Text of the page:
Veggie Enchiladas

9 11 2012

Whoa, November. Another year is quickly speeding to the finish line and it seems winter has shown up a wee bit early. It’s hard to ignore the changes in our climate. Besides the dump of snow we got here, hurricane Sandy and the follow-up storm has many folks stopped in their tracks, the devastation is clearly unbelievable. We need to reflect on the impact climate change has had on our environment (while some continue to deny it). Hopefully we not only sort out a recovery but how to adapt and rethink how we interact with our world.

Back to food (and dreaming of warmer days already)…growing up, Mexican food was a staple in our house including taco night, dad’s nachos (he makes good nachos) or going to Chi Chi’s with family and friends. Like many Canadians, trips to Mexico started as teens to escape our long winters. No all-inclusive for us, we always had an apartment and mom cooked with local ingredients. Later on, travelling there on my own, staying with friends, I learned the art of making great guacamole.

I can hardly call this veggie enchilada recipe a ‘recipe’ because it’s so easy. If you can, pick up fresh corn tortillas and pepper sauce from a Mexican store. I get mine from Sabores at Kingsland Farmers Market. I think the enchiladas are $5 for a stack and they last me two enchilada dinners. I just freeze half for a second dinner. The corn tortilla is what separates an enchilada from a burrito, so for gluten-free folks, it’s the way to go. Pick a filling, roll up and cover with sauce and a bit of cheese and bake. You can make your own pepper sauce, recipes are plentiful, pick a red or green, but I cheat and buy them to make this an even easier dinner to throw together. Here are two simple ways to get your enchilada on, veggie style.

Filling #1: Mexican Veggie Ground Round

  • I package Yves or other Veggie Ground Round (I season my own, but you can use the Mexican one if you’d like)
  • 1/2 tsp ground Cumin
  • 2 tsp ground Mexican seasoning or Taco seasoning – season to taste
  • 1/4 – 1/2 tsp ground Chipotle seasoning
  • Olive Oil for sautéing
  • 1/2 small Sweet Onion, thinly sliced
  • 1 small Red or Yellow Pepper, sliced
  • 6 White Mushrooms, sliced
  • Heat the veggie ground round, season to taste
  • Saute the onion, peppers and mushrooms in a bit of olive oil until softened and move to enchilada construction

Filling #2: Refried Beans

  • 1 can black or pinto Refried Beans, warm in a pot over the stove, season to taste
  • Sautéed veggies from filling #1
  • Move to enchilada construction

General ingredients:

  • 10-12 Corn Tortillas
  • Cooking spray
  • 2 cups of salsa or pepper sauce of your choice – I buy a red sauce from Sabores, it’s perfect but I have also used a canned Mexican green sauce bought in the Mexican section of your grocery store
  • 1-2 cups of shredded cheese or vegan alternative of your choice. Monterey Jack and Mozzarella work well

Enchilada Construction:

  • Lightly coat a 9×13 glass baking dish with a non-stick spray.
  • Before assembly, you have to soften the tortillas, work with them at least at room temperature, but they may crack. I did some research and there are two ways of making them easier to roll, heat in oil or lightly steam in microwave, I chose the latter.
  • Wrap the tortillas in a damp cloth or paper towel (wet and squeeze out water), put in the microwave for 30-60 sec. Now work fast.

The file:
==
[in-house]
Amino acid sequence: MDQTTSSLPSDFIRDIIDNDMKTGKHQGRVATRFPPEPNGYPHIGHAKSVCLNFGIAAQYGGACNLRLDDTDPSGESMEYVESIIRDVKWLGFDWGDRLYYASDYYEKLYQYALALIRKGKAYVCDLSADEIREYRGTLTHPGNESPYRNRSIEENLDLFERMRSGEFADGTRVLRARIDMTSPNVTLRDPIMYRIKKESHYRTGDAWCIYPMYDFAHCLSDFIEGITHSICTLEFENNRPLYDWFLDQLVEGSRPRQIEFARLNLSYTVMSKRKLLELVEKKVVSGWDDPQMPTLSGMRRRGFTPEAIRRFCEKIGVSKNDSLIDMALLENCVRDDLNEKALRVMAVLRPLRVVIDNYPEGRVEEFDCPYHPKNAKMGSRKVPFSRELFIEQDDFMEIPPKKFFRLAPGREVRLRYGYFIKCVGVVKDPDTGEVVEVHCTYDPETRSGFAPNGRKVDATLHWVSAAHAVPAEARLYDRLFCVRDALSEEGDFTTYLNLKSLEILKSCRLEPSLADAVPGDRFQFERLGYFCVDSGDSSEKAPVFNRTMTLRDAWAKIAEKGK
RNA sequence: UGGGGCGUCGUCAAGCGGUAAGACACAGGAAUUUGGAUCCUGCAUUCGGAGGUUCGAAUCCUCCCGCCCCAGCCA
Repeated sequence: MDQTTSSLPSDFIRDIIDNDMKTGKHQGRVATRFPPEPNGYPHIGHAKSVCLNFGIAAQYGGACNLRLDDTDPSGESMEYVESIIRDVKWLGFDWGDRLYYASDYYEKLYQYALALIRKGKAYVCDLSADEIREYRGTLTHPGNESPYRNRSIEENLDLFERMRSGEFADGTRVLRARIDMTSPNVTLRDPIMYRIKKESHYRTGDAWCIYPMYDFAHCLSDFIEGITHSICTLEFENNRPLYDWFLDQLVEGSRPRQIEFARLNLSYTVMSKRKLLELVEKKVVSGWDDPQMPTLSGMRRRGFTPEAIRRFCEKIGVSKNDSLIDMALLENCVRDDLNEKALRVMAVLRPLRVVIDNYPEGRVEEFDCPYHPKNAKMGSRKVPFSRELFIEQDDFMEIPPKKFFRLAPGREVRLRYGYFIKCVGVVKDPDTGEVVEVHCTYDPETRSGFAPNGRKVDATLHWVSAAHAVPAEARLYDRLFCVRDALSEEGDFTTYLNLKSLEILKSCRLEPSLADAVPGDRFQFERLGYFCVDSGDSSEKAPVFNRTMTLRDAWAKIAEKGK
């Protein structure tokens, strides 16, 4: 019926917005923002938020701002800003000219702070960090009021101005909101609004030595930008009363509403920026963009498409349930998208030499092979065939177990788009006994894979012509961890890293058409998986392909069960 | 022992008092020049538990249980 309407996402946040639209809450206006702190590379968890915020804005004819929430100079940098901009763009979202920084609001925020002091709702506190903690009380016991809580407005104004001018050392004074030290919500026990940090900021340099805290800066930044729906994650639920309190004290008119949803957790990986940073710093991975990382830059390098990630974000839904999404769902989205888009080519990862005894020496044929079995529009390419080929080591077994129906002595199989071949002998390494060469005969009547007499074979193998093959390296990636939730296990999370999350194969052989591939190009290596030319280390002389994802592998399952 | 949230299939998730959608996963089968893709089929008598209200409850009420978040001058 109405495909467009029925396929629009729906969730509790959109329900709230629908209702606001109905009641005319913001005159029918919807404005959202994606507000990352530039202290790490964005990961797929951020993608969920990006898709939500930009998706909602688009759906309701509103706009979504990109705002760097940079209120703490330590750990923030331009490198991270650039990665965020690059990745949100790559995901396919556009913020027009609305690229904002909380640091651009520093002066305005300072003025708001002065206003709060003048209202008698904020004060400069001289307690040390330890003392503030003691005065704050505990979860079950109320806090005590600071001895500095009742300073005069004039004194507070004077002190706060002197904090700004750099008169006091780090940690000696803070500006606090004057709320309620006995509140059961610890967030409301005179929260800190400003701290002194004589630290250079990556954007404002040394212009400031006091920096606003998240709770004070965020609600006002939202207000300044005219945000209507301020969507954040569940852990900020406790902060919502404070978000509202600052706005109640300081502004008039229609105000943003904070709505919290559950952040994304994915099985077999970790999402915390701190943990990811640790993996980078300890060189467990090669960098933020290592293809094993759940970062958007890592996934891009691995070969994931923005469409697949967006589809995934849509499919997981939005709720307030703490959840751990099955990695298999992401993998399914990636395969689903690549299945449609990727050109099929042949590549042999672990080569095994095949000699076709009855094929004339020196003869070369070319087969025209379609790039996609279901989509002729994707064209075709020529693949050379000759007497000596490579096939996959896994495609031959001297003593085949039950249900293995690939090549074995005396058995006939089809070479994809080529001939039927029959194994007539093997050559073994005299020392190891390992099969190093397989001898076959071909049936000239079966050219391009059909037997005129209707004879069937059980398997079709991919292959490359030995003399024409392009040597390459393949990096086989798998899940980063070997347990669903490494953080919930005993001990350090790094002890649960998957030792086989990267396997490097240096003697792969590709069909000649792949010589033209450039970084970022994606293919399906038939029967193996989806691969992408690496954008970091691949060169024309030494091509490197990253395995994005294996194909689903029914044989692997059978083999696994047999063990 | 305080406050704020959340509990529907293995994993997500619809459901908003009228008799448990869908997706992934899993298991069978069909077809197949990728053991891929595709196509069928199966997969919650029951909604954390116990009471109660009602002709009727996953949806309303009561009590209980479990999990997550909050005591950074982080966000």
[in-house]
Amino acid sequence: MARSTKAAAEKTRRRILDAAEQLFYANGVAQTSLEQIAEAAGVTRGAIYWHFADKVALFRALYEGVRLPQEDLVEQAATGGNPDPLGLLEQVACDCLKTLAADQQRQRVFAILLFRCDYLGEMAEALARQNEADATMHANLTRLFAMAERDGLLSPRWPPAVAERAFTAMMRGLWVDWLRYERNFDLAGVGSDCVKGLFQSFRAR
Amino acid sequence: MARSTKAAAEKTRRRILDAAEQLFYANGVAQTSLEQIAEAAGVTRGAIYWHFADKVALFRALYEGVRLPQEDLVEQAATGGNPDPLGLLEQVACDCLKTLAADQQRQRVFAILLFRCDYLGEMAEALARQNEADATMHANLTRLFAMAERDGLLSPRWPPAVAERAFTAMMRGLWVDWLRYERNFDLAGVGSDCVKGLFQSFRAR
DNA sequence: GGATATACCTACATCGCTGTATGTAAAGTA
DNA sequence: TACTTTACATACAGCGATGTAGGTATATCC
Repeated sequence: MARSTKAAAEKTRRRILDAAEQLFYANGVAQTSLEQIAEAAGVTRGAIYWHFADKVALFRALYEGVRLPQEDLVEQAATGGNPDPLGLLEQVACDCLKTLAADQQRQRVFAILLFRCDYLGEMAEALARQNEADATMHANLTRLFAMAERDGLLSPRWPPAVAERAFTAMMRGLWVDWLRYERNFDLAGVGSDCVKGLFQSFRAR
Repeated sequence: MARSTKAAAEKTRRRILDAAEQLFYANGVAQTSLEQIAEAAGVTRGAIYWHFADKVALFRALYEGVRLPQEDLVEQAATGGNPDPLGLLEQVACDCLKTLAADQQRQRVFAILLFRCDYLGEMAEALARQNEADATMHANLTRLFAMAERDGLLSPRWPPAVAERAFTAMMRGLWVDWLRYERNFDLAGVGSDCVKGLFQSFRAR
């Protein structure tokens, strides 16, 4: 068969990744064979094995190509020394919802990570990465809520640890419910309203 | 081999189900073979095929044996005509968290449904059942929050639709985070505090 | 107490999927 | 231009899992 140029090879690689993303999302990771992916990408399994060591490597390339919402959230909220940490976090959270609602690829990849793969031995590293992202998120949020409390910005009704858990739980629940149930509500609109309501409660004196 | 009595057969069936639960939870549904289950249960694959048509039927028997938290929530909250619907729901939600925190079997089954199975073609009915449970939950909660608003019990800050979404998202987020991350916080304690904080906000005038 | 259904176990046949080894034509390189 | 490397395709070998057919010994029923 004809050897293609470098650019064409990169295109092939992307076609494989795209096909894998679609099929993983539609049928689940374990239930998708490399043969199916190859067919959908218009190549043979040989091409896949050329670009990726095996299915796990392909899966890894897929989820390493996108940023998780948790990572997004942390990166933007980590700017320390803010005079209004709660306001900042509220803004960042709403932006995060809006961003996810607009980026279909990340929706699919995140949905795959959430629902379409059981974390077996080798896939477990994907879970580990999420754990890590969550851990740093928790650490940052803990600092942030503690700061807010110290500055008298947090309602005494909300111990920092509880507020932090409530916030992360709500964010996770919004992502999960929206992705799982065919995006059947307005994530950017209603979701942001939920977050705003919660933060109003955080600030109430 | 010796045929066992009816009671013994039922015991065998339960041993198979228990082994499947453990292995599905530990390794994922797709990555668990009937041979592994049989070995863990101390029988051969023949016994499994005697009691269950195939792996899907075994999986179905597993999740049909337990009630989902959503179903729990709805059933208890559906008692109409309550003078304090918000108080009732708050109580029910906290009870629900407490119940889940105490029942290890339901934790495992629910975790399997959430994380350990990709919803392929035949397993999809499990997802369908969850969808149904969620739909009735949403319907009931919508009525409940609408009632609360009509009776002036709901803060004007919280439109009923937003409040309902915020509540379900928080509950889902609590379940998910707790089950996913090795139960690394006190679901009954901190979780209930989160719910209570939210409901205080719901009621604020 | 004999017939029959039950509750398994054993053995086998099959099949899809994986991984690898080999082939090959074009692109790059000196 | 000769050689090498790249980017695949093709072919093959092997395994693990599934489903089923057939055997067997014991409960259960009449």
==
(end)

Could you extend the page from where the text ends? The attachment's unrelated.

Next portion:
• In each tortilla, place 2-3 tablespoons of the bean or ground round filling and then a small amount of the veg on top. You don’t want to over stuff. Practice makes perfect.
  • Roll softly, they don’t have to be tight, place seam side down in the pan. You don’t have to tuck in the sides like burritos, just roll them up. If they crack, don’t panic, try again. Tuck them beside each other to keep in place.
  • Cover with sauce and then cheese.
  • Bake in the oven until golden brown at 375 for 40-50 min.
  • Serve with fresh guacamole, salsa, sour creme or whatever you’d like.

The best part about these is that they make great leftovers (if there are any). Ole!

Eat well, Be well,

Nat

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Hungarian Lesco

19 09 2011

How was your weekend? Mine was filled with cooking, eating and visiting. It was nice to spend time with friends and family and have few things to achieve. What I love about this blog is sharing traditional recipes with you, ones that are passed down through the generations. Today Tony and I made Lesco (Lecho in English, pronounced lech-oh). Lecso is a Hungarian pepper stew. I am lucky to have a husband that finds this to be a comfort food like I do. He was on and on about making some for winter, so we headed out to the farmers markets Saturday in search of sweet yellow Hungarian peppers, paprika and onions. Now when I say we made lesco, we made A LOT of lesco.

A sink of peppers and tomatoes

While at yoga T washed and prepped the peppers, 25 pounds of Hungarian peppers and a pound or two of hot banana peppers. I got home and it was straight to work. In two hours we chopped, sautéed and stewed. We kept some aside for dinner and packed the rest up in freezer bags for winter.

T prepping hot peppers (gloves a must for contact wearers 🙂

My mom taught me how to make lesco a couple of years ago, she learned from grandma and developed our family recipe I grew up eating. This was my first attempt on my own, easy peesy, and it tastes just like moms :).

Sauteing Peppers

Here is my family recipe for Lesco (I’ve given you a smaller portion size here):

  • 2 bags sweet Hungarian Peppers (the produce bags you get from the grocery/market), seeded and chopped
  • 5 hot Banana Peppers, seeded and chopped
  • 2 medium or 3 small sweet White Onions, chopped
  • 5 medium Tomatoes or 8 Roma or 1 can Whole Tomatoes
  • 4-5 tbsp Hungarian or Spanish Paprika (sweet, red and full of flavour)
  • 3/4 – 1 c Sour Creme
  • Olive Oil for sautéing
  • 2 tsp Sea Salt

BIG pot of Lesco

Blanche the tomatoes, remove skin, chop. Saute the onion in olive oil until transparent. Add 1-2 tbsp of paprika and 1 tsp salt, mix. Add the tomatoes to the onion mixture, warm through. Set aside. In the meantime or after the onions are done, saute the chopped hot peppers in one pan and the sweet peppers in another large pot in olive oil. That way you can add the hot peppers to the mixture a bit at a time. Saute peppers until al dente. Add tomato-onion mixture to the sweet peppers, mix over low-medium heat. Add small portions of the hot peppers and taste until you have a heat level you like. If you don’t like hot, do add at least one hot pepper, it gives it flavour. Add 2-3 more tbsp of paprika, 1 tsp or more of salt to taste. Stew low-medium heat for 15-20 min. Add the sour creme, stir well.

Lesco Packed up for Winter

Eat fresh with fresh sour dough bread, mmmm. We had ours for dinner and packed the rest up for the freezer.
If you are in Calgary and want Hungarian paprika, I found gorgeous paprika it at the Crossroads Market, at the Hungarian Deli.
What traditional foods bring you comfort?
Eat well, Be well,
Nat